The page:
Hiking with Kids in the Smokies

Recently I was asked on social media for some recommendations for hikes in the Smokies with children - on trails that weren't terribly busy.  This is a really great question and, as a National Parks Ambassador, it's something I've learned a little bit about.  If you live near, or are planning a visit to, the Great Smoky Mountains National Park soon, here are a few recommendations for some shorter hikes that the kids can really enjoy! 

Stroller-friendly Trails

If you've got littles who aren't quite up to walking trails on their own yet and you will need a stroller, we have a few options for you here in the park.  

-The nature trail behind the Sugarlands Visitor Center.  This 0.7 mile round trip hike on a groomed gravel path will have a few bumps and tree roots, but won't be too difficult to tackle with a substantial stroller.  The path will take you out to Cataract Falls and you can follow it back to the visitor center. 

-The Gatlinburg Trail.  Another well-groomed gravel path, you will follow a stream with plenty of opportunity to jump in and cool off on a hot day.  While the advertised mileage of this trail is 2 miles, making for 4 miles out and back, you can take your time and walk slowly from the parking area (located at River Road in Gatlinburg at the last stoplight in town) up to an old homesite just past the bridge over the West Prong of the Little Pigeon River. This makes a great turn around spot for families. This is also one of only two trails in the park where you can take a dog with you as well.

-The Oconoluftee River Trail.  This accessible trail is located on the North Carolina side of the Smokies, at the visitor center near Cherokee.  This 3-mile round trip trail walks along the Oconoluftee River through some area that used to be an old farmstead and offers a few opportunities to hop into the river to cool off on a hot day.  This trail is also dog-friendly.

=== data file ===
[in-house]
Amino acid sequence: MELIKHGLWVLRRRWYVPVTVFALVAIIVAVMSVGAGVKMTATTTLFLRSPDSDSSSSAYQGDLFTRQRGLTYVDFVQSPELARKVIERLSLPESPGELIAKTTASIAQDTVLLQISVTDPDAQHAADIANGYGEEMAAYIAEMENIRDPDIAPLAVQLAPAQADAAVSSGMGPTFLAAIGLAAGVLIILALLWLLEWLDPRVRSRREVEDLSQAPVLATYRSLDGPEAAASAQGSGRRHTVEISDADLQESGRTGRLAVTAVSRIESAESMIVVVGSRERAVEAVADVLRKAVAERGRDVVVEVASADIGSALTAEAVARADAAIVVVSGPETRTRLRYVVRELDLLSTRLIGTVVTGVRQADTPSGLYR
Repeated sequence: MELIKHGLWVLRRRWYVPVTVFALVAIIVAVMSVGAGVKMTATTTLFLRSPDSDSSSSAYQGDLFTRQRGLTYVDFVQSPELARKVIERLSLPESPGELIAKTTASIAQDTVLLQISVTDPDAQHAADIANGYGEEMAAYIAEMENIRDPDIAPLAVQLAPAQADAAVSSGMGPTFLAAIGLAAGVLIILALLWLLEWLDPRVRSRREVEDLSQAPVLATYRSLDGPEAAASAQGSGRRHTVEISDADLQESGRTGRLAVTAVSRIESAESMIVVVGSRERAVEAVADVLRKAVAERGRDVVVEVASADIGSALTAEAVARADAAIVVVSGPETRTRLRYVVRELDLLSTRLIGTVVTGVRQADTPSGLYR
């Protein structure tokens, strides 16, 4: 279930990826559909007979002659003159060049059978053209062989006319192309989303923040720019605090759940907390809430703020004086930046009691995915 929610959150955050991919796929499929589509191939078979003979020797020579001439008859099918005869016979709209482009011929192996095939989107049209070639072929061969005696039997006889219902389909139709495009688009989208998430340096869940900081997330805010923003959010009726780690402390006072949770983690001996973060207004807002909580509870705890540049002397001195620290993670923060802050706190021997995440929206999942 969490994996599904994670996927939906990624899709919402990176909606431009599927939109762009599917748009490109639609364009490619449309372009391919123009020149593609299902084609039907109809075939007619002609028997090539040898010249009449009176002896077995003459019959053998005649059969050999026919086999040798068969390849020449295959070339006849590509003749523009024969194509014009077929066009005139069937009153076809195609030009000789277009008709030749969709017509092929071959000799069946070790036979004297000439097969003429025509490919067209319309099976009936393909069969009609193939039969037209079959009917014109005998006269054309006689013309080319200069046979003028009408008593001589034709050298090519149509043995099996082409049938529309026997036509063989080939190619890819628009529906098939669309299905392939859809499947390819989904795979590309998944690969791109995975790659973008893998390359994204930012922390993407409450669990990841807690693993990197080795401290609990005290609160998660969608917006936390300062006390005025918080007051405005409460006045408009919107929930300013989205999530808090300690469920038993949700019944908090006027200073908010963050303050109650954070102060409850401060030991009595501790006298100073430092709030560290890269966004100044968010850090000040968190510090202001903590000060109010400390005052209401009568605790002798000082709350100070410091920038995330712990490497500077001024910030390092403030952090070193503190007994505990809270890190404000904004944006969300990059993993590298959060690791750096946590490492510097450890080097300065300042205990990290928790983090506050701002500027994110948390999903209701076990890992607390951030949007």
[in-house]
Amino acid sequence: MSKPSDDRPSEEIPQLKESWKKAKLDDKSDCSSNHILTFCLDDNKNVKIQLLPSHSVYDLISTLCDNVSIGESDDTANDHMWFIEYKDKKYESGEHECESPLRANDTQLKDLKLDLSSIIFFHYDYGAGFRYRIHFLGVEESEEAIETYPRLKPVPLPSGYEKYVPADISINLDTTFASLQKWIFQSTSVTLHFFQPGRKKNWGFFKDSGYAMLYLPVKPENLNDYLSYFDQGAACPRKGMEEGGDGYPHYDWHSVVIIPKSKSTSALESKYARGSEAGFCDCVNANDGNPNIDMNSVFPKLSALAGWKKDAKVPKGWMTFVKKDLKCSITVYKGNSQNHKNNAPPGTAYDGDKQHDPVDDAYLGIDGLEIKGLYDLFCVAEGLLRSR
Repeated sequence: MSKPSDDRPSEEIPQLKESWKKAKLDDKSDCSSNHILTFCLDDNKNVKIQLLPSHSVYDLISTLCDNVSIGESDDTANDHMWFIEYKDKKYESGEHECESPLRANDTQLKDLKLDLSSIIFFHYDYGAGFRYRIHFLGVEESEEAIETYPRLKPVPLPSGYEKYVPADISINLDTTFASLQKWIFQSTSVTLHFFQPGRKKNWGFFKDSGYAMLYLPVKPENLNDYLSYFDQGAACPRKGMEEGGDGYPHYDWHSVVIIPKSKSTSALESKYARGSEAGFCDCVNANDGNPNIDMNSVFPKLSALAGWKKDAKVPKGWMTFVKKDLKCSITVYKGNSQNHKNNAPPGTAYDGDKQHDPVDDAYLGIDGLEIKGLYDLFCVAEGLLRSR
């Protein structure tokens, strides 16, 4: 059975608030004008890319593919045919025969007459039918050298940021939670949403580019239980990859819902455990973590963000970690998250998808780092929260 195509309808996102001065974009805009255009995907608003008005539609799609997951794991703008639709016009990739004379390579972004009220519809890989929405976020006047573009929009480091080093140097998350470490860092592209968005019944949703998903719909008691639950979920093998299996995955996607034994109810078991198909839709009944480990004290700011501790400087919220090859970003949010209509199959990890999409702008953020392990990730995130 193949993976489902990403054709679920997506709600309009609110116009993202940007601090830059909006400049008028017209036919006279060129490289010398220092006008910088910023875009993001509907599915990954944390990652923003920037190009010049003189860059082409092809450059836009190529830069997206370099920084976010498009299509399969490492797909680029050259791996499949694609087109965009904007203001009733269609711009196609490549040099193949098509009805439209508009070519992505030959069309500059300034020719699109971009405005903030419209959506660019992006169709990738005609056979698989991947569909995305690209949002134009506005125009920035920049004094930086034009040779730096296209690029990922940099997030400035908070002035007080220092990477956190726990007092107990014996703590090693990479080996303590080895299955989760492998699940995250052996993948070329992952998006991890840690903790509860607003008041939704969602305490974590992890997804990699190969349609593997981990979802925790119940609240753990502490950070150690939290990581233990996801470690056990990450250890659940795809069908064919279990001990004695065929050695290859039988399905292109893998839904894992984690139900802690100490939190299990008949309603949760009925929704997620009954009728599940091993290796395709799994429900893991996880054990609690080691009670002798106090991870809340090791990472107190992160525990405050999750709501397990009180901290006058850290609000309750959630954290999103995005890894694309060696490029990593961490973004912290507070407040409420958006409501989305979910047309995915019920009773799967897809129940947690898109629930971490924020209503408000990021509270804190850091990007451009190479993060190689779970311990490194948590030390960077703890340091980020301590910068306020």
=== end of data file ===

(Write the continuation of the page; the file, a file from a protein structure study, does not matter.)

-Laurel Falls Trail (to the waterfall). About 2.5 miles round trip, this paved trail is wildly popular among tourists.  On weekends, arrive early to ensure a parking spot!  The trail gently goes uphill to the waterfall and offers wildflowers in the late spring and summer.  

-Quiet Walkways.  We have a number of paved and unpaved quiet walkways in the Smokies that are relatively short.  These self-guided nature trails often have interpretive signs, old homesites, flowers, and big trees.  The quiet walkways are often less than 1 mile round trip. 

Hiking with toddlers/Young Children

If you've got kids that can walk on their own without needing much assistance (other than maybe the occasional candy bribe to get them back to the car) I have a few other suggestions for trails, especially if you've got a little one who has energy to burn off!  While any of the above trails would also be great options if you're testing the waters, here are a few other longer walks that might be more challenging. 

- Porter's Creek Trail to the Smoky Mountains Hiking Club Cabin.  This 2-mile round trip hike takes place on an old roadbed, so the walking is mostly level, albeit uphill for the first mile.  You'll pass by a giant rock shortly on your left hand side that I've had kids tell me looks like a big shark tooth.  About half a mile in, it will be evident you are on an old farmstead site - rock walls and building foundations can be seen on the hillside.  About 0.75 miles in you'll get to cross a stream on a footbridge before coming upon a set of stairs leading up to the Owenby Cemetery. Finally, about 1.1 miles in you will follow the signs over to an old cantilever barn known as the John Messer Barn.  You can walk around in the livestock pens and underneath the barn to play before heading back to the old springhouse and Smoky Mountains Hiking Club Cabin.  You will return to your car the way you came up the trail.  This trail is especially popular in the springtime for wildflower sightings!